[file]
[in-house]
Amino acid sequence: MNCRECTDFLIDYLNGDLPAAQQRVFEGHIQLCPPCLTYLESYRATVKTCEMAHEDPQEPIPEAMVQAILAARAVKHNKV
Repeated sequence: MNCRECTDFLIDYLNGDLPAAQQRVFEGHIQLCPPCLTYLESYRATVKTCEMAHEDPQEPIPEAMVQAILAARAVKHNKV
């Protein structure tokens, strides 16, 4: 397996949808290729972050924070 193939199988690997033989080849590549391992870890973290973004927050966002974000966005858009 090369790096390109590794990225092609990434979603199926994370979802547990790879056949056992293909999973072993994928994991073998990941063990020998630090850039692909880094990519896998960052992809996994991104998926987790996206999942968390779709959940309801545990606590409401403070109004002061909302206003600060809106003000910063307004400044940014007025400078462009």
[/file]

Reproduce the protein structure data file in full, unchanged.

[in-house]
Amino acid sequence: MNCRECTDFLIDYLNGDLPAAQQRVFEGHIQLCPPCLTYLESYRATVKTCEMAHEDPQEPIPEAMVQAILAARAVKHNKV
Repeated sequence: MNCRECTDFLIDYLNGDLPAAQQRVFEGHIQLCPPCLTYLESYRATVKTCEMAHEDPQEPIPEAMVQAILAARAVKHNKV
């Protein structure tokens, strides 16, 4: 397996949808290729972050924070 193939199988690997033989080849590549391992870890973290973004927050966002974000966005858009 090369790096390109590794990225092609990434979603199926994370979802547990790879056949056992293909999973072993994928994991073998990941063990020998630090850039692909880094990519896998960052992809996994991104998926987790996206999942968390779709959940309801545990606590409401403070109004002061909302206003600060809106003000910063307004400044940014007025400078462009």